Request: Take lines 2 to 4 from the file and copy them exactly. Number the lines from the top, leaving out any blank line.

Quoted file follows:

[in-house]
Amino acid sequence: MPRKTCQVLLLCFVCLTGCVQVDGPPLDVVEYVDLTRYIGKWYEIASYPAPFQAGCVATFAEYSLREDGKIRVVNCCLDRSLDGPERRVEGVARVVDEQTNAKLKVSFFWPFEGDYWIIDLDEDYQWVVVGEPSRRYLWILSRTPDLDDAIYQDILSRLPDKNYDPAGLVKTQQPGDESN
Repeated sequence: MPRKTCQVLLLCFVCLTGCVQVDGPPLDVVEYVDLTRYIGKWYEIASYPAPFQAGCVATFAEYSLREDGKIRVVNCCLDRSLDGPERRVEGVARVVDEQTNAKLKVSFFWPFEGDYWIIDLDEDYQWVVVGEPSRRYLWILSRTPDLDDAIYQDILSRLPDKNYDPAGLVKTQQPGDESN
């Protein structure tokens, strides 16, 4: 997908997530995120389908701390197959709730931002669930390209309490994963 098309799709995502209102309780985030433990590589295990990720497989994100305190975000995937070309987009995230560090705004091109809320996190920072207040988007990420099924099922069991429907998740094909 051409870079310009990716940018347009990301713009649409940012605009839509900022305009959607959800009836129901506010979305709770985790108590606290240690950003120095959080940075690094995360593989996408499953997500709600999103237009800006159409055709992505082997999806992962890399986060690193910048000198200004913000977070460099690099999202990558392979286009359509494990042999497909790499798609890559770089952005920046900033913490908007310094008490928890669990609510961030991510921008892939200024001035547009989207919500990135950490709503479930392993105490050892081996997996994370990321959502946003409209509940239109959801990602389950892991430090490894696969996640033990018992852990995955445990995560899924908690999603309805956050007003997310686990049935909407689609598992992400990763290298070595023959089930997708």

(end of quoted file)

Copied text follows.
Amino acid sequence: MPRKTCQVLLLCFVCLTGCVQVDGPPLDVVEYVDLTRYIGKWYEIASYPAPFQAGCVATFAEYSLREDGKIRVVNCCLDRSLDGPERRVEGVARVVDEQTNAKLKVSFFWPFEGDYWIIDLDEDYQWVVVGEPSRRYLWILSRTPDLDDAIYQDILSRLPDKNYDPAGLVKTQQPGDESN
Repeated sequence: MPRKTCQVLLLCFVCLTGCVQVDGPPLDVVEYVDLTRYIGKWYEIASYPAPFQAGCVATFAEYSLREDGKIRVVNCCLDRSLDGPERRVEGVARVVDEQTNAKLKVSFFWPFEGDYWIIDLDEDYQWVVVGEPSRRYLWILSRTPDLDDAIYQDILSRLPDKNYDPAGLVKTQQPGDESN
């Protein structure tokens, strides 16, 4: 997908997530995120389908701390197959709730931002669930390209309490994963 098309799709995502209102309780985030433990590589295990990720497989994100305190975000995937070309987009995230560090705004091109809320996190920072207040988007990420099924099922069991429907998740094909 051409870079310009990716940018347009990301713009649409940012605009839509900022305009959607959800009836129901506010979305709770985790108590606290240690950003120095959080940075690094995360593989996408499953997500709600999103237009800006159409055709992505082997999806992962890399986060690193910048000198200004913000977070460099690099999202990558392979286009359509494990042999497909790499798609890559770089952005920046900033913490908007310094008490928890669990609510961030991510921008892939200024001035547009989207919500990135950490709503479930392993105490050892081996997996994370990321959502946003409209509940239109959801990602389950892991430090490894696969996640033990018992852990995955445990995560899924908690999603309805956050007003997310686990049935909407689609598992992400990763290298070595023959089930997708």